The "problem" being that developers seem unable to realise funding for tourism projects in Bermuda.
My attention was drawn to the role of golf courses by a City Parks blog post entitled "Fairways Under Fire: Are Little-Used Public Golf Courses Worth the Space?" by Peter Harnik and Ryan Donahue, originally for Landscape Architecture Magazine. In particular, my attention was drawn to these sentences:
Through a surprising misalignment of supply and demand, the decade of the 2000s was characterized by the frenzied construction of golf course communities coupled with a leveling off of participation.
Golf’s popularity is not keeping up with population growth nor with the explosion in the number of private golf venues; it’s also losing out to other self-directed activities like running and cycling.
Now, admittedly, the writers are speaking of public golf courses as part of the recreational facilities offered by cities; this is not an assessment of private golf resorts. Notwithstanding, it got me thinking.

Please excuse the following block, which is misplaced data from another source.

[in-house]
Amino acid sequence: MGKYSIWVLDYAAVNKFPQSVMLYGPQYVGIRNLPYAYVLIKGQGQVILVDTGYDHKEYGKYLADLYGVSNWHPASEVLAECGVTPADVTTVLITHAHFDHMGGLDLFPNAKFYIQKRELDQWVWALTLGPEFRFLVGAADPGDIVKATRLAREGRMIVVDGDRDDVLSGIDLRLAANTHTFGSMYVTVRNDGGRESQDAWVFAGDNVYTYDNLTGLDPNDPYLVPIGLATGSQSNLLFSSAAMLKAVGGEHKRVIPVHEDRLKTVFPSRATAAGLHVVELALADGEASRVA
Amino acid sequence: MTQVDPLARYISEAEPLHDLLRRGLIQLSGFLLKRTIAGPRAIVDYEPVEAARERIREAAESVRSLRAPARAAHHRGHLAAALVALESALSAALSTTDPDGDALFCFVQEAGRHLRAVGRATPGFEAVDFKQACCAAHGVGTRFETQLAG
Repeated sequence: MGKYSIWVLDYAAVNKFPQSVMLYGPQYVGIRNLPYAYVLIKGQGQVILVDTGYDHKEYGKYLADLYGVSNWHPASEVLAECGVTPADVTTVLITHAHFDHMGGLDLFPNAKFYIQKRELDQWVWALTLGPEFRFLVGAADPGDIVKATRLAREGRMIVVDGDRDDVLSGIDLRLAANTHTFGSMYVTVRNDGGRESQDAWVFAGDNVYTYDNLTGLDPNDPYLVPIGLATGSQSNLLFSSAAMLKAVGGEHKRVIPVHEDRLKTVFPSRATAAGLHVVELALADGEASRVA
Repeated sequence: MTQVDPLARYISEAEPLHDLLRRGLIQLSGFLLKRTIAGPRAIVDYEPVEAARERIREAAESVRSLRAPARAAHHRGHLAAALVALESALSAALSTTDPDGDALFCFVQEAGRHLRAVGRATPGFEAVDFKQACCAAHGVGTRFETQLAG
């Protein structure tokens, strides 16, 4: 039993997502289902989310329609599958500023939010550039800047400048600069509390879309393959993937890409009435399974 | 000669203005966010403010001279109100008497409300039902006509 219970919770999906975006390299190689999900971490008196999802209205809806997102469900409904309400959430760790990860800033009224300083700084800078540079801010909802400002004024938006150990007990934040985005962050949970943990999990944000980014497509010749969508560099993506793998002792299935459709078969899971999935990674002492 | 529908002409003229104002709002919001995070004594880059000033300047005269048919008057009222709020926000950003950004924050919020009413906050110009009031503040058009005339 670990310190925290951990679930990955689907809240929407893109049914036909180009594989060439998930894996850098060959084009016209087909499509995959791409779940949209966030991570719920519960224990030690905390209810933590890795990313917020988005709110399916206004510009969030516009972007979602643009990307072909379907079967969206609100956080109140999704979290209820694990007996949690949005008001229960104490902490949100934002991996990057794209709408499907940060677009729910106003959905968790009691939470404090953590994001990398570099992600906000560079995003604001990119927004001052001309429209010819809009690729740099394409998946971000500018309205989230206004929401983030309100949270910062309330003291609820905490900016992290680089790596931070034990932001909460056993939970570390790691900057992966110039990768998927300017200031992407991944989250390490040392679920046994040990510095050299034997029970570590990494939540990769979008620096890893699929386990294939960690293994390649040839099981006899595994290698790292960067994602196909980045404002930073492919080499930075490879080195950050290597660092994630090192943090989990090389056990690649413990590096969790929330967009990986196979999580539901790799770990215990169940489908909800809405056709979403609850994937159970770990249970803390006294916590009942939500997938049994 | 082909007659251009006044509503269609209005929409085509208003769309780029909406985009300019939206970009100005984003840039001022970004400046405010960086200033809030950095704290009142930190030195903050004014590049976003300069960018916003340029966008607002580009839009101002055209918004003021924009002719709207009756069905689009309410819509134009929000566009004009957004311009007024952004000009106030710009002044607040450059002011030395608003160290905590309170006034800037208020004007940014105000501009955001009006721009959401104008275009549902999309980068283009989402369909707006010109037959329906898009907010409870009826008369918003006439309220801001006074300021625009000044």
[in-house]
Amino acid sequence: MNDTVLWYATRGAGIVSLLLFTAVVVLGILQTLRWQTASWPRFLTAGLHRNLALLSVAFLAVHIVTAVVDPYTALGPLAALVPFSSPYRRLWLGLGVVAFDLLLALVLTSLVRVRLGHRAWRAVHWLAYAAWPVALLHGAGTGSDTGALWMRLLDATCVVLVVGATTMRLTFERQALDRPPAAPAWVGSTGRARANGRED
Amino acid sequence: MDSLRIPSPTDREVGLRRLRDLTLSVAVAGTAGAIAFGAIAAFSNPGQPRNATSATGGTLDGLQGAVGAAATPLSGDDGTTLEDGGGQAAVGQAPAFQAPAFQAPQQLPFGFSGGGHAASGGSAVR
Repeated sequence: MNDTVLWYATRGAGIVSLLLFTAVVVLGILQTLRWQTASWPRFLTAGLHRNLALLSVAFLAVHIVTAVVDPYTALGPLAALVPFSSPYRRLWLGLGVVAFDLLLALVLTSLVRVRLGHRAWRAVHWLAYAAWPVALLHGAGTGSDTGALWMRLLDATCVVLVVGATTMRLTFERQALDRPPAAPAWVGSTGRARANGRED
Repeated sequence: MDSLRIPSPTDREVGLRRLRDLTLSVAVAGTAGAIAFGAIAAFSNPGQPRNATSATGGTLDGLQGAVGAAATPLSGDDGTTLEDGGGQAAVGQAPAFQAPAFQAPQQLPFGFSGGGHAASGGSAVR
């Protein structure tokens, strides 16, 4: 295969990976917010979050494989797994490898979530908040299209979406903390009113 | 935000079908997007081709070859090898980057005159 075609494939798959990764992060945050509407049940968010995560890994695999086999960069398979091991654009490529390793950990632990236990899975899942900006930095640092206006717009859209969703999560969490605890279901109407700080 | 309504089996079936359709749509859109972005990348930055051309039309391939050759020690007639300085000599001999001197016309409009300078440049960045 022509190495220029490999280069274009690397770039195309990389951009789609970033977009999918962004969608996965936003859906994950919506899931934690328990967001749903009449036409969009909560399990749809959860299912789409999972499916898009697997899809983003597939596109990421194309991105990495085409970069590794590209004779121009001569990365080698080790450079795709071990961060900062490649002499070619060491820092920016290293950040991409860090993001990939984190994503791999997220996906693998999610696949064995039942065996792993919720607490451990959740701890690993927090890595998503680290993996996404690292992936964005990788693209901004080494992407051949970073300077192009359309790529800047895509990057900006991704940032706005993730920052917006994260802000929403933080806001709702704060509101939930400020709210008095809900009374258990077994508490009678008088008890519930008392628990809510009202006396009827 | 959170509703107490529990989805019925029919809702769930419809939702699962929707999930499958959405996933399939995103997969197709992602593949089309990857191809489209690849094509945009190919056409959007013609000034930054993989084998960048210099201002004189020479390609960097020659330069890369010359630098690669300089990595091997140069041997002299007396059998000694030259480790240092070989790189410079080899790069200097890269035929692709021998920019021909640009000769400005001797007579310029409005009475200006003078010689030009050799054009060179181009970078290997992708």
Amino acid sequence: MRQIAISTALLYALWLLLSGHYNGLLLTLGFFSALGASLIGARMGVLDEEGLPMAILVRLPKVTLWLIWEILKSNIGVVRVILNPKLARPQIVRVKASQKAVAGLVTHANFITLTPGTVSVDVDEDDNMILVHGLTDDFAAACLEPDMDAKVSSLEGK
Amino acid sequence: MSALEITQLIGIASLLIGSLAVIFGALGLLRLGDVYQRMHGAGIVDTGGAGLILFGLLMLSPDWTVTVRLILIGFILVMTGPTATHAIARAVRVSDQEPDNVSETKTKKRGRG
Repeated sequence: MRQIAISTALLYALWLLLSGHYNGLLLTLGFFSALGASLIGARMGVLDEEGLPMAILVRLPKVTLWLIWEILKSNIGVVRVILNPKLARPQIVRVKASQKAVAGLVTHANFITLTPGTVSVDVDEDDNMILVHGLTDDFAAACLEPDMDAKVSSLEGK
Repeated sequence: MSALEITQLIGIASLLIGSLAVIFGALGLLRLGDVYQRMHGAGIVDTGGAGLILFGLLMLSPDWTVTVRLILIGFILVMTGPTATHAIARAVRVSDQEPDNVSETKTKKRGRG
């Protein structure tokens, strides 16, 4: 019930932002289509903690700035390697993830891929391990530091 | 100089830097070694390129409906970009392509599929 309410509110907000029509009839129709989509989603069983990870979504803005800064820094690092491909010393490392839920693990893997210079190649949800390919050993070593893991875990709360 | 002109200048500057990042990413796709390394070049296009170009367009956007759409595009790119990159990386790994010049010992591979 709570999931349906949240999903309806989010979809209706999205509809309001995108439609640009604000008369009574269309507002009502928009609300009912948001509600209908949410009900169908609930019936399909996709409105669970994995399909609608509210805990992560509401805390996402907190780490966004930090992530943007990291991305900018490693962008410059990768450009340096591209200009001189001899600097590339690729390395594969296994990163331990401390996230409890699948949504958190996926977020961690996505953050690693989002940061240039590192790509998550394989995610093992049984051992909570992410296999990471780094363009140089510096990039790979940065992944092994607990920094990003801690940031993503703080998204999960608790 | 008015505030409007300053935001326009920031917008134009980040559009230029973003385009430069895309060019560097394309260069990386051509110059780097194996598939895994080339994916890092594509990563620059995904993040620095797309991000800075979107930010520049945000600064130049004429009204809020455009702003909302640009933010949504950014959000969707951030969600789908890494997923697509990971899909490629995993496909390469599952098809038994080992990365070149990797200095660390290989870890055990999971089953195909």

In my experience, developers with access to sufficient land in Bermuda, will advocate the creation of a golf resort comprising an 18-hole championship golf course with residences - either in whole ownership or as fractionals - and a (boutique) hotel. Presumably, the investor package explains that greens fees will provide cash flow that either subsidises other components of the development or is the gravy on top of it all. Or not; perhaps potential investors already know that.
When you look at it, though, even The Donald is nowhere near completing his golf resort in Aberdeenshire, Scotland - and he fought relentlessly for that grant of planning permission. As described on the webiste of Trump International Golf Links, the development comprises
...a world class championship links golf course suitable for hosting major international events and a second 18-hole links golf course; an iconic hotel set amidst an array of luxury holiday homes; and a residential village formed within the unique setting of Menie Estate.
The golf course on the shifting sand dunes opened in July this year but progress on the hotel and residences remains glacial. There is some doubt whether the project will ever be completed as initially intended, even when the global economy improves.
So, what does this mean for Bermuda? Perhaps the usual golf resort development is too far behind the curve now to secure funding - a version of "been there, done that"...? If that's the case, and I don't know that it is, we will need to figure out - and quickly - what the new best thing is and do it before anyone else.